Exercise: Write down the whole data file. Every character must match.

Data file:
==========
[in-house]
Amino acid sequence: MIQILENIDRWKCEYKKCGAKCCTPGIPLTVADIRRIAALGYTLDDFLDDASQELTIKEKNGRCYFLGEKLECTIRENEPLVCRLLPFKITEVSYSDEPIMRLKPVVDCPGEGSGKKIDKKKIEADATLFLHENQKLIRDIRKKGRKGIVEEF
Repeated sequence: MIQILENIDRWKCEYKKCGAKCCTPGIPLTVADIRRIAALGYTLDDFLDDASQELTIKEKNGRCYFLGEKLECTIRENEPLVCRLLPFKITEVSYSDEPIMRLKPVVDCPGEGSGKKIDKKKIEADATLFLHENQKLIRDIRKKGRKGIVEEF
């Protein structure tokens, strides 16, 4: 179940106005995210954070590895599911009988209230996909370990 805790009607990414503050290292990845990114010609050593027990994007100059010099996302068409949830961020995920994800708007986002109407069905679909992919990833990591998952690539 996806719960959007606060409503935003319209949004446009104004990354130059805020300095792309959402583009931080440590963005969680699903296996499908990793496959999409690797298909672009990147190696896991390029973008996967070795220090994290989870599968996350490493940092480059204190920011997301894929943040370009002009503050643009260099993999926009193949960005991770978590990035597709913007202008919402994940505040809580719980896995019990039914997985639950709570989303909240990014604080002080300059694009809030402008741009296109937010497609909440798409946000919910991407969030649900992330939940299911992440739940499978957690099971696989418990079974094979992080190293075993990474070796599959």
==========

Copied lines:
[in-house]
Amino acid sequence: MIQILENIDRWKCEYKKCGAKCCTPGIPLTVADIRRIAALGYTLDDFLDDASQELTIKEKNGRCYFLGEKLECTIRENEPLVCRLLPFKITEVSYSDEPIMRLKPVVDCPGEGSGKKIDKKKIEADATLFLHENQKLIRDIRKKGRKGIVEEF
Repeated sequence: MIQILENIDRWKCEYKKCGAKCCTPGIPLTVADIRRIAALGYTLDDFLDDASQELTIKEKNGRCYFLGEKLECTIRENEPLVCRLLPFKITEVSYSDEPIMRLKPVVDCPGEGSGKKIDKKKIEADATLFLHENQKLIRDIRKKGRKGIVEEF
């Protein structure tokens, strides 16, 4: 179940106005995210954070590895599911009988209230996909370990 805790009607990414503050290292990845990114010609050593027990994007100059010099996302068409949830961020995920994800708007986002109407069905679909992919990833990591998952690539 996806719960959007606060409503935003319209949004446009104004990354130059805020300095792309959402583009931080440590963005969680699903296996499908990793496959999409690797298909672009990147190696896991390029973008996967070795220090994290989870599968996350490493940092480059204190920011997301894929943040370009002009503050643009260099993999926009193949960005991770978590990035597709913007202008919402994940505040809580719980896995019990039914997985639950709570989303909240990014604080002080300059694009809030402008741009296109937010497609909440798409946000919910991407969030649900992330939940299911992440739940499978957690099971696989418990079974094979992080190293075993990474070796599959």